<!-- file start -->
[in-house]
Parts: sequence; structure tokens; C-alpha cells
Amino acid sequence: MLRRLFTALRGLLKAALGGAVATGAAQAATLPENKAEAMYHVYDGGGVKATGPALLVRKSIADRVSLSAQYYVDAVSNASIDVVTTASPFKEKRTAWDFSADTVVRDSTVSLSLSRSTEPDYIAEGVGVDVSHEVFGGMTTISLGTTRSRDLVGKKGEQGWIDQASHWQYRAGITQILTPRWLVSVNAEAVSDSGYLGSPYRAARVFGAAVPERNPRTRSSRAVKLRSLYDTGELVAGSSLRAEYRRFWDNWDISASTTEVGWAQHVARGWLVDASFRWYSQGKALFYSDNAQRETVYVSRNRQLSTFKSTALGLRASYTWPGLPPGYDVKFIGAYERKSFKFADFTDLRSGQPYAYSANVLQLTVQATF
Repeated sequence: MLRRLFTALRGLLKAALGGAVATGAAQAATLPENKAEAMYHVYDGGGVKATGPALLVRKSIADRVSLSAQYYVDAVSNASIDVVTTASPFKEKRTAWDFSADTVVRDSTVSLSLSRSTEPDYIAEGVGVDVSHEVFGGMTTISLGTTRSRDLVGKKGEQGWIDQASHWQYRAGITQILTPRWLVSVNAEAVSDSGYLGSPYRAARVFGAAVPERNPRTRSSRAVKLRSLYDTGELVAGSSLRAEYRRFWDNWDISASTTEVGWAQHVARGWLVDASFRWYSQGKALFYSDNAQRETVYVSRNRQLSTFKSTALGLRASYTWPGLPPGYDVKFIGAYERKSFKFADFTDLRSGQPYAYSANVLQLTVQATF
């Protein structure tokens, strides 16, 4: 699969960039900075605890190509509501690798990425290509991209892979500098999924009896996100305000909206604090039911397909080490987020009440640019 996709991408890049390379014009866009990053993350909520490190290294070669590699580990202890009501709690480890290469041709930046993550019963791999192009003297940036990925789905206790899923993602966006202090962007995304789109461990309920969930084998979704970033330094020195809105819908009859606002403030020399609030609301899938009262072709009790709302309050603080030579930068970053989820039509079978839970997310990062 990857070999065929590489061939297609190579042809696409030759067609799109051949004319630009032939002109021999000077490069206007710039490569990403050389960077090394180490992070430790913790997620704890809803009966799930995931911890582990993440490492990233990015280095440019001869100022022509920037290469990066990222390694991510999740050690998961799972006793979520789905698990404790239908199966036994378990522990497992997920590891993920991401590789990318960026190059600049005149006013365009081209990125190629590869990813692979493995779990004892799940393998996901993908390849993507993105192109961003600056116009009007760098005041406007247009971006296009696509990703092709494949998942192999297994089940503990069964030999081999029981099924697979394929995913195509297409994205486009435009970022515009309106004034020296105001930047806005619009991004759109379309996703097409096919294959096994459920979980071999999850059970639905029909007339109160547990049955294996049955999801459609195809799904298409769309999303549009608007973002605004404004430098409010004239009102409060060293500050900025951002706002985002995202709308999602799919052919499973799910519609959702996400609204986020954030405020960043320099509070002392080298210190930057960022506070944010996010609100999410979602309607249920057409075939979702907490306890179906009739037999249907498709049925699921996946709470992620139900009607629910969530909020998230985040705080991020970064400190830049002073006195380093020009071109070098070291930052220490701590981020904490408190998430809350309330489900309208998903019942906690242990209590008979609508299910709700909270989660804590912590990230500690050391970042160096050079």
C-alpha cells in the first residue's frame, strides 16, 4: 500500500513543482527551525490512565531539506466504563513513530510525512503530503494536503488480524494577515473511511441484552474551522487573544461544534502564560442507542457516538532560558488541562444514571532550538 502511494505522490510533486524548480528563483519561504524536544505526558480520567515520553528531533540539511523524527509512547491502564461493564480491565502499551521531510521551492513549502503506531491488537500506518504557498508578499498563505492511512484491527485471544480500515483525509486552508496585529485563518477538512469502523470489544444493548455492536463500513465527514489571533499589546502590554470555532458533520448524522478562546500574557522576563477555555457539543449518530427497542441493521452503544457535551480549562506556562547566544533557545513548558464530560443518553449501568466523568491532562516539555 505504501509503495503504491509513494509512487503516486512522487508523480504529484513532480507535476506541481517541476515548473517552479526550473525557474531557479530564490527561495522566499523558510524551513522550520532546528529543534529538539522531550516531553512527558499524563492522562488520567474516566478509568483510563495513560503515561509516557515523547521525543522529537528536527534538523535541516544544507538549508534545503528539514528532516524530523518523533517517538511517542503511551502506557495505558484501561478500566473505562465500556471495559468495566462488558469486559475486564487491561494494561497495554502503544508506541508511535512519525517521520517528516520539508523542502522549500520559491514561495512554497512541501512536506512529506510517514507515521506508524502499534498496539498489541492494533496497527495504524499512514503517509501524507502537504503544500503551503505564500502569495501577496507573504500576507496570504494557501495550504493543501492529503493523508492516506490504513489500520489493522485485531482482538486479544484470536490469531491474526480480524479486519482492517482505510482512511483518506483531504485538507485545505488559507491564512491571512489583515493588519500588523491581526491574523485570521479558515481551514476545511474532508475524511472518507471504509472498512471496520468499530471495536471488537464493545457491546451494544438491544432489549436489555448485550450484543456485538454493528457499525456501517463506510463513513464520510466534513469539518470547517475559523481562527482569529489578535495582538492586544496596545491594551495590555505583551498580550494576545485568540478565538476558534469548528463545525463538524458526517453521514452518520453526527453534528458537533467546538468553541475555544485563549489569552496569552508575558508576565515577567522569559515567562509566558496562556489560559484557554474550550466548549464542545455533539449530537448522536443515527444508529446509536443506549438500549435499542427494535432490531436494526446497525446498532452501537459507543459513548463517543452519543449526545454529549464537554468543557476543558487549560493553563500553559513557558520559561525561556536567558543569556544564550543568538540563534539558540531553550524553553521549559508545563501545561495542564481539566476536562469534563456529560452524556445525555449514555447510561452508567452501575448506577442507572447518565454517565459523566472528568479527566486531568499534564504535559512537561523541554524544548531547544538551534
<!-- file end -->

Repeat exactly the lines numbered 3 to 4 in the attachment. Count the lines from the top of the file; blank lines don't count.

Amino acid sequence: MLRRLFTALRGLLKAALGGAVATGAAQAATLPENKAEAMYHVYDGGGVKATGPALLVRKSIADRVSLSAQYYVDAVSNASIDVVTTASPFKEKRTAWDFSADTVVRDSTVSLSLSRSTEPDYIAEGVGVDVSHEVFGGMTTISLGTTRSRDLVGKKGEQGWIDQASHWQYRAGITQILTPRWLVSVNAEAVSDSGYLGSPYRAARVFGAAVPERNPRTRSSRAVKLRSLYDTGELVAGSSLRAEYRRFWDNWDISASTTEVGWAQHVARGWLVDASFRWYSQGKALFYSDNAQRETVYVSRNRQLSTFKSTALGLRASYTWPGLPPGYDVKFIGAYERKSFKFADFTDLRSGQPYAYSANVLQLTVQATF
Repeated sequence: MLRRLFTALRGLLKAALGGAVATGAAQAATLPENKAEAMYHVYDGGGVKATGPALLVRKSIADRVSLSAQYYVDAVSNASIDVVTTASPFKEKRTAWDFSADTVVRDSTVSLSLSRSTEPDYIAEGVGVDVSHEVFGGMTTISLGTTRSRDLVGKKGEQGWIDQASHWQYRAGITQILTPRWLVSVNAEAVSDSGYLGSPYRAARVFGAAVPERNPRTRSSRAVKLRSLYDTGELVAGSSLRAEYRRFWDNWDISASTTEVGWAQHVARGWLVDASFRWYSQGKALFYSDNAQRETVYVSRNRQLSTFKSTALGLRASYTWPGLPPGYDVKFIGAYERKSFKFADFTDLRSGQPYAYSANVLQLTVQATF